Part Two: The future is online
Emmy Hawker takes a deep dive into cyberspace, assessing how prepared accountancy firms and practices are for the ever-growing threat of cyber-crime
Part one of this two part long-read series investigated the current issues accountancy faces when it comes to cyber security. However, it is important to question how this will continue to evolve.
According to the current trajectory of growth, the technology sector is going to maintain that surprisingly steadfast status as a vast empire—the driving force behind innovation across the globe.
The accountancy sector is not exempt from this growth, as technology becomes more ingrained in day-to-day processes.
Nonetheless, the full capabilities of technology still have not been fully realised by industry. With cyber-crime, there is absolutely no room for complacency.
“We are becoming very connected digitally, and, if you think about business and enterprises, everybody is thinking about digital transformation—how can we use digital transformation to give us that competitive edge?”
Steven Connors from Haines Watts provides an excellent example when speaking with Accountancy Age. What would happen if a cyber-criminal managed to hack into the systems that control the notice board displays at Paddington station? This is not a cyber-crime that would be expected, or even considered to be a high-risk issue, but the knock-on effects of this could take hours – even days – to resolve.
It is the same with more conventional cyber-crime; criminals are constantly coming up with new ways to threaten online systems.
The next generation that is now moving into employment is coming armed with a high level of appreciation for the various benefits technology can bring, but are they aware of the risks?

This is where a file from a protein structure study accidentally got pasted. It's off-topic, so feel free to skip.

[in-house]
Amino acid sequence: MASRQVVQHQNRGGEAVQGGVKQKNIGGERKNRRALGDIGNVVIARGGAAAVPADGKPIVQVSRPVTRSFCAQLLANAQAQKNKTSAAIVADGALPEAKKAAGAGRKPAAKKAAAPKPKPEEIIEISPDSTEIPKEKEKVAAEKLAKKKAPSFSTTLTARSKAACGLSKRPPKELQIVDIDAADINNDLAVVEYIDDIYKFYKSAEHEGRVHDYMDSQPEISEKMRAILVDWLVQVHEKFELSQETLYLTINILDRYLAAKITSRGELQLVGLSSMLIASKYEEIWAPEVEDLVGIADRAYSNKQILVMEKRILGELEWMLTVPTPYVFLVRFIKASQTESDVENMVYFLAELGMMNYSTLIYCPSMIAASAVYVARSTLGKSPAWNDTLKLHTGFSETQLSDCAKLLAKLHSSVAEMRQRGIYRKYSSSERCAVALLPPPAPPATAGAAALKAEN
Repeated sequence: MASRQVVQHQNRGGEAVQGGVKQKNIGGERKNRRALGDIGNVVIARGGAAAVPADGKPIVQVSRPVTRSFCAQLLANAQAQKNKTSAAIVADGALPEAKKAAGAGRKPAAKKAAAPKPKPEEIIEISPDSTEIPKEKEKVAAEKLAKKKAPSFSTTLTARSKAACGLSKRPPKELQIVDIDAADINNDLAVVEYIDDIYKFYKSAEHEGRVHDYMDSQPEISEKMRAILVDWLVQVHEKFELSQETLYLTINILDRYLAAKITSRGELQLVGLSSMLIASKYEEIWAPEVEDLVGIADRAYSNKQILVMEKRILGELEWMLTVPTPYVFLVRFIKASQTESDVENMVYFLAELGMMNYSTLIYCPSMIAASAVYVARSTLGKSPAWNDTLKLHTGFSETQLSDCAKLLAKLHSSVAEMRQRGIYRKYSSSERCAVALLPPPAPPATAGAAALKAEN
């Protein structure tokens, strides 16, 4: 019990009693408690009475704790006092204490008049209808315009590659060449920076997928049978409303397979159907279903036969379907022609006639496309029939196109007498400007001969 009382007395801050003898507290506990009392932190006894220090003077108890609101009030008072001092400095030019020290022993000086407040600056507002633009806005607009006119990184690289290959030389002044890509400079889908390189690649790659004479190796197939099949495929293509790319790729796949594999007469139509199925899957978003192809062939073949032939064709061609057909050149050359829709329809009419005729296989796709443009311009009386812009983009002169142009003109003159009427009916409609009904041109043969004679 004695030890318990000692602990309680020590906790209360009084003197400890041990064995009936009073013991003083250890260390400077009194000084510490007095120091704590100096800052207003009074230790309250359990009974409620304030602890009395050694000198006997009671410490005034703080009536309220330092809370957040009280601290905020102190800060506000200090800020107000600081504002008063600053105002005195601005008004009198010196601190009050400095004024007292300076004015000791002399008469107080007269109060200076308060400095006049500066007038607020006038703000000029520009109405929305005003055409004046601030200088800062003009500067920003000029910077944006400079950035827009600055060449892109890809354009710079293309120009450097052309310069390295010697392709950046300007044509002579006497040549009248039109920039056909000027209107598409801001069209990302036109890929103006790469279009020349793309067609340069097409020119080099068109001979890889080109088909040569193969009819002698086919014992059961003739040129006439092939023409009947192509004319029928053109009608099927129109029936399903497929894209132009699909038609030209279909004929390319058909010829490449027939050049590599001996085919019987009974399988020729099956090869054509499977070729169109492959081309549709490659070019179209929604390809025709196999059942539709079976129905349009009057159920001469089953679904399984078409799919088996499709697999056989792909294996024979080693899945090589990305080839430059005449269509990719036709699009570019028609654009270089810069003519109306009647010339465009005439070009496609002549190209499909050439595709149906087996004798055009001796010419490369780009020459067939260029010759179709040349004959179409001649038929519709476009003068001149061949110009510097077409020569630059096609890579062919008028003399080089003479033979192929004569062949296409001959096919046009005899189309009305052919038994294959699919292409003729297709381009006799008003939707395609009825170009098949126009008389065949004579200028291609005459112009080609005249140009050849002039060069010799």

A huge change that was officially launched by HMRC for VAT earlier this month was Making Tax Digital (MTD). Such a monumental shift onto online servers is certainly not without risk.
Having taxation data all in one place – and thus being able to track and update that information instantaneously – eliminates the various hazards that can occur through a paper-based system.
Michael (Mo) Stevens, CEO at Shearwater plc (Xcina), believes that “MTD will make tax collection more efficient, and the move to the digital world is positive for any business.”
“I think the bottom line is [that] you will be a victim of some form of cyber-attack at some point. The question is not: How do you avoid the attack? The question is: How much damage does it do? How fast will you recover?”
Nonetheless, such radical change is generating feelings of concern, and the online threats have been raised with Accountancy Age when looking into this topic.
“A large proportion of UK businesses will not be equipped to handle the digital record keeping and the reporting required, and this could leave them open to attack from cyber criminals,” Stevens warns.
However, the CEO of Accodex, Chris Hooper, disagrees with this argument. He says: “It’s easy to assume that MTD will increase the volume of cyber-crime.”
He continues: “That being said, HMRC has got just as much – if not more – at stake in managing the risk. These risks, with the right security measures, are easily mitigated. I am cautiously optimistic that we won’t have an increase in cyber-crime as a direct result of MTD.”
This is very much a case of the benefits outweighing the risks with the introduction of MTD for VAT as HMRC begins the process of moving businesses online.
Sheila Pancholi, partner and IT risk, security, and control specialist at RSM UK, believes that the UK is “going to see an increase in cyber-crime.”
“We are becoming very connected digitally, and, if you think about business and enterprises, everybody is thinking about digital transformation—how can we use digital transformation to give us that competitive edge?” she continues.
When speaking with industry, it has become clear that a change in mindset is necessary. However, this becomes an issue when the industry in question is naturally more risk-averse, and therefore not as quick to adapt the practices and methods that have worked for them for many years.
“Cyber breaches are not a new [problem]—it has been a significant issue for years, and it’s not going away.”